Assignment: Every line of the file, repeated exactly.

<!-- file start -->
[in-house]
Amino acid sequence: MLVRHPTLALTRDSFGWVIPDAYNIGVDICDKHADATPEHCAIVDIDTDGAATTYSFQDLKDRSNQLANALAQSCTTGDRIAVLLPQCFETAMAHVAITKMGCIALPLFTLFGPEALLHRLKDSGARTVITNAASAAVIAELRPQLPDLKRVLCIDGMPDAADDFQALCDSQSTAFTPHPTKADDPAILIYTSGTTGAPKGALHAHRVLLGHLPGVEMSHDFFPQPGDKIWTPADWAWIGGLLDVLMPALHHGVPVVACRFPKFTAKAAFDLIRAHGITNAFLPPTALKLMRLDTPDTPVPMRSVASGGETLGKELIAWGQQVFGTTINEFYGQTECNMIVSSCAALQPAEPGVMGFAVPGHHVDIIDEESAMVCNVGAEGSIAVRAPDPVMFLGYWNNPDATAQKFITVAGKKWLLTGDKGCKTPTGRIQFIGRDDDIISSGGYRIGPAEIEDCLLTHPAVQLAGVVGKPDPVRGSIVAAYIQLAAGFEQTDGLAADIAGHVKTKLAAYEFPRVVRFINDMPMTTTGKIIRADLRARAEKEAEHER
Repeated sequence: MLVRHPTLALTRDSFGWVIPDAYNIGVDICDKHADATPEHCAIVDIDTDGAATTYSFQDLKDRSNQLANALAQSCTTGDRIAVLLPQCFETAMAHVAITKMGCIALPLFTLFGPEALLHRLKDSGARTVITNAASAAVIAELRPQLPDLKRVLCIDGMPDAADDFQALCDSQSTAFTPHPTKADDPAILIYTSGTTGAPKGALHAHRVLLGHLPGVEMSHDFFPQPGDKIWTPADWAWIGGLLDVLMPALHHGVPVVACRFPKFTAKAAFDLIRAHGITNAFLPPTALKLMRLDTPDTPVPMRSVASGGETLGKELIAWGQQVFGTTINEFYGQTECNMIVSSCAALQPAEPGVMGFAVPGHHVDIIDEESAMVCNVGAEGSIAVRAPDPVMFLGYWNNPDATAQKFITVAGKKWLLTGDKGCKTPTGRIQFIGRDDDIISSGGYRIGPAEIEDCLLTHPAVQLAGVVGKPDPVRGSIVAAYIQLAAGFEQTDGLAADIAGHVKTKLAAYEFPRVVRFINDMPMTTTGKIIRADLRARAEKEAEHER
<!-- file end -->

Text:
[in-house]
Amino acid sequence: MLVRHPTLALTRDSFGWVIPDAYNIGVDICDKHADATPEHCAIVDIDTDGAATTYSFQDLKDRSNQLANALAQSCTTGDRIAVLLPQCFETAMAHVAITKMGCIALPLFTLFGPEALLHRLKDSGARTVITNAASAAVIAELRPQLPDLKRVLCIDGMPDAADDFQALCDSQSTAFTPHPTKADDPAILIYTSGTTGAPKGALHAHRVLLGHLPGVEMSHDFFPQPGDKIWTPADWAWIGGLLDVLMPALHHGVPVVACRFPKFTAKAAFDLIRAHGITNAFLPPTALKLMRLDTPDTPVPMRSVASGGETLGKELIAWGQQVFGTTINEFYGQTECNMIVSSCAALQPAEPGVMGFAVPGHHVDIIDEESAMVCNVGAEGSIAVRAPDPVMFLGYWNNPDATAQKFITVAGKKWLLTGDKGCKTPTGRIQFIGRDDDIISSGGYRIGPAEIEDCLLTHPAVQLAGVVGKPDPVRGSIVAAYIQLAAGFEQTDGLAADIAGHVKTKLAAYEFPRVVRFINDMPMTTTGKIIRADLRARAEKEAEHER
Repeated sequence: MLVRHPTLALTRDSFGWVIPDAYNIGVDICDKHADATPEHCAIVDIDTDGAATTYSFQDLKDRSNQLANALAQSCTTGDRIAVLLPQCFETAMAHVAITKMGCIALPLFTLFGPEALLHRLKDSGARTVITNAASAAVIAELRPQLPDLKRVLCIDGMPDAADDFQALCDSQSTAFTPHPTKADDPAILIYTSGTTGAPKGALHAHRVLLGHLPGVEMSHDFFPQPGDKIWTPADWAWIGGLLDVLMPALHHGVPVVACRFPKFTAKAAFDLIRAHGITNAFLPPTALKLMRLDTPDTPVPMRSVASGGETLGKELIAWGQQVFGTTINEFYGQTECNMIVSSCAALQPAEPGVMGFAVPGHHVDIIDEESAMVCNVGAEGSIAVRAPDPVMFLGYWNNPDATAQKFITVAGKKWLLTGDKGCKTPTGRIQFIGRDDDIISSGGYRIGPAEIEDCLLTHPAVQLAGVVGKPDPVRGSIVAAYIQLAAGFEQTDGLAADIAGHVKTKLAAYEFPRVVRFINDMPMTTTGKIIRADLRARAEKEAEHER